We live in a society where ethnic minorities are target for every minimal action and/or crimes, which is a cause to be sentenced up to 50 years in jail. African Americans and Latinos are the ethnic minorities with highest policing crimes. In chapter two of Michelle Alexander’s book, The Lockdown, we are exposed to the different “crimes” that affects African American and Latino minorities. The criminal justice system is a topic discussed in this chapter that argues the inequality that people of color as well as other Americans are exposed to not knowing their rights. Incarceration rates, unreasonable suspicions, and pre-texts used by officers are things that play a huge role in encountering the criminal justice system, which affects the way
Police brutality remains a common yet controversial topic around the world. Police brutality is “the use of excessive and/or unnecessary force by police when dealing with civilians” (thelawdictionary.org). It’s a topic that segregates communities and makes each other their enemy. Specifically, a white officer has been the enemy of the black community. Unfortunately, the tension between police and blacks grew over the past few decades.
As you can see all over United State, there have been a lot of police brutalities. Mostly with the run ins of unarmed suspects that police shot and some killed. Lately most of these policemen have been killing black men that were unarmed. Once these policemen were brought into an court room and not charged. Many people disagreed.
Police Brutality Debate We see it and hear about it almost every day on the radio and on the television, even on our social media pages. Police brutality has once again become a hot topic issue among the American public. Some of the American public say it is too much and is targeted towards only one group or race of people. Those people state that the police seek out this group or race of people and intently beat them up or even kill them. On the other half of this issue are people who defend our police officers and their actions, these are the people who say it is not a targeted action, but instead it is just an action the police use to defend their selves.
The Media is another issue that has always plagued police agencies since the start of the newspaper. The relationship between police and the media has proven to be apprehensive as the media can both help and hurt the reputation of law enforcement. Thus no matter how the news and other forms of media perceives them law enforcement takes how they are represented very seriously. Though officers are taught to always show police professionalism while on duty it’s the way media resents law enforcement that really can set the public opinion.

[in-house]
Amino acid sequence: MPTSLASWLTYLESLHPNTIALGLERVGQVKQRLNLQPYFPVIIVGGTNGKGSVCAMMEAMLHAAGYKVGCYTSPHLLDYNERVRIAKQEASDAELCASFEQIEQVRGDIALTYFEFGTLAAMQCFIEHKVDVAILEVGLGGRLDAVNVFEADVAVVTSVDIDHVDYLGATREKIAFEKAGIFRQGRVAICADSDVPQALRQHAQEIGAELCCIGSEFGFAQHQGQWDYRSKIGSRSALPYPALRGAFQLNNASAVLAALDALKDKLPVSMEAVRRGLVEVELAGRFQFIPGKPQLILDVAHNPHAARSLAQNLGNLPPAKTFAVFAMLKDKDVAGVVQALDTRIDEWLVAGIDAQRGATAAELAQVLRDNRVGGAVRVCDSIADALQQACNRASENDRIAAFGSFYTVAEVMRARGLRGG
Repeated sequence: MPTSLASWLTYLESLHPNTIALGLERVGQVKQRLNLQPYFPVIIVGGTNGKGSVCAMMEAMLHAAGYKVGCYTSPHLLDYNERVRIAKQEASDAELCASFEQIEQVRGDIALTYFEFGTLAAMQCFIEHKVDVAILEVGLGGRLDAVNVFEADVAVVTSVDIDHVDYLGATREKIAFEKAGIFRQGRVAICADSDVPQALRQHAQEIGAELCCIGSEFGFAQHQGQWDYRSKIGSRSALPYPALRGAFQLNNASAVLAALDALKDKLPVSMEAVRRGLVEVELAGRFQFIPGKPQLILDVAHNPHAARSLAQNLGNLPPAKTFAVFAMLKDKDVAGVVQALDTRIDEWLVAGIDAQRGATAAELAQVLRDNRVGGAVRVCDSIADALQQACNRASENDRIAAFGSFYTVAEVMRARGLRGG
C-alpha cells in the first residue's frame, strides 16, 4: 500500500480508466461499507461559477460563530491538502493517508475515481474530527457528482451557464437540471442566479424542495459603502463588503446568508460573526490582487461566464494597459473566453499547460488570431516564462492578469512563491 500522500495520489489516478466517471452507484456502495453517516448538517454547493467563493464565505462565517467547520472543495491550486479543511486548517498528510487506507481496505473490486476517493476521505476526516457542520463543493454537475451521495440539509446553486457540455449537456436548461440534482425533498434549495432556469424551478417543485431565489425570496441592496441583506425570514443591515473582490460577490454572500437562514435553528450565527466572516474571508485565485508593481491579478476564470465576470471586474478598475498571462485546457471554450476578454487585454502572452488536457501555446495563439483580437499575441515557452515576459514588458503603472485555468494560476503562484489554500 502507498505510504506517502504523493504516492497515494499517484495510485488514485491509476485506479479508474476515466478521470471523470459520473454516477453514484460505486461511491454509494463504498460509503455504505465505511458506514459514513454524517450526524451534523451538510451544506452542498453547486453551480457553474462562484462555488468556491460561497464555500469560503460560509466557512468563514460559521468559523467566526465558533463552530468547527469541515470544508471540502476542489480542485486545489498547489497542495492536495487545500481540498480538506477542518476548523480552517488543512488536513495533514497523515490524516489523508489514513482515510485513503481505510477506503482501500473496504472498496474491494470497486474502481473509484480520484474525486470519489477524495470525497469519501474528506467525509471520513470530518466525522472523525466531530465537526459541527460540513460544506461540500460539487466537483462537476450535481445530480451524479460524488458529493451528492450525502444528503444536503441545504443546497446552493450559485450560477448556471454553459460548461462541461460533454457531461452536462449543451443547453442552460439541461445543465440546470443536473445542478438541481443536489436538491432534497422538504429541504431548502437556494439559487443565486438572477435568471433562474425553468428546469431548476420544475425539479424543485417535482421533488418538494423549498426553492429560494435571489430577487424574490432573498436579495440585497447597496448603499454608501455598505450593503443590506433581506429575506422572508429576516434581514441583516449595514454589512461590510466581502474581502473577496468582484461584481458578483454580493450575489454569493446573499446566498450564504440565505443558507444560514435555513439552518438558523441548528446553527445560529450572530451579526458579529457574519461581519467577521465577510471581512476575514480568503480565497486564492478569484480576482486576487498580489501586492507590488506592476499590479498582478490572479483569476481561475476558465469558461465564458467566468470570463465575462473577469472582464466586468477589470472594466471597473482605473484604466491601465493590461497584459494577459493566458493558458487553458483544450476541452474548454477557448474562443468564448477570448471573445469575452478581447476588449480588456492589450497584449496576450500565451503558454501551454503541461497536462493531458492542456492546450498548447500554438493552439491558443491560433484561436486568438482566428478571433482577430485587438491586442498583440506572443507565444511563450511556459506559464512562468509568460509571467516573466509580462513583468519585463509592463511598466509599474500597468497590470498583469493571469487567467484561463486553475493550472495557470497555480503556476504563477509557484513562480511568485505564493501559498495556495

Type or paste your English text here and click on the "Chec According to the 2010 US Census, the United States of America has a population of over 308 million people. Whilst only 1.1 million officers are employed on a full-time basis from the 2008 Census of State and Local Law Enforcement Agencies. Therefore statistically only one officer is able to protect and serve for every 280 people in the United States of America. With the numbers in police falling short it is extremely difficult to create peace within the country.
Confrontations between law enforcement and civilians are never a welcome thing. But, during the last year many of those confrontations have turned violent. Police shootings ignited a public outcry for justice, plus the number of police officers shot and killed stood at 60 fatalities as of Thanksgiving Day, twenty of those ambush situations. People are dying on both sides. While the number of shootings dropped over the recent holiday season, the Blue Lives Matter Organization is a voice growing in popularity across America.
Police officers are people the society should normally look up to as epitomes of discipline and protectors of law and order, however police behavior in recent years has been anything but exemplary thus rising extreme resentment and distrust in the public. In this essay I will argue that police, public interactions are the most important factor to achieve respect and mutual assistance relation. The public no longer trusts or respects police officers levying all sorts of charges against them. Police behavior is indeed despicable in some cases especially where When we delve deeper into the anthropological and psychological causes of this kind of behavior, we notice that police is influenced by a flawed subculture that profound affects the attitude and behavior of most police officers.
Names like Dontre Hamilton, Michael Brown Jr., Tamir Rice and Walter Scott are plastered on headlines and passionately spoken about on every major news station around the country. They are the names that paved way for the national discussion of police brutality against African Americans. And while these victims of horrific actions deserved much better outcomes than they got, the violence demonstrated by police officers is clearly a product of the social environment in which they parole and the racial stereotypes and discrimination that are deeply embedded in our culture. Police officers have an obligation to maintain order and protect us: the citizens of society.
Several events in recent history have cast the issue of police actions and the relationship between police and the citizens they serve into the fore front of a heated debate. The trust between officers and the U.S. public would appear to be unsustainably low. Yet a historical look reveals that the conversation is not new, rather the result of an up and down relationship that has existed since colonial watchmen first walked the darkened streets of the thirteen colonies. The low points in the police-community relationship are often marked with strong calls for reform. Those calls for reform have become synonymous with the ideas behind community policing initiatives being ingrained and experimented with around the country.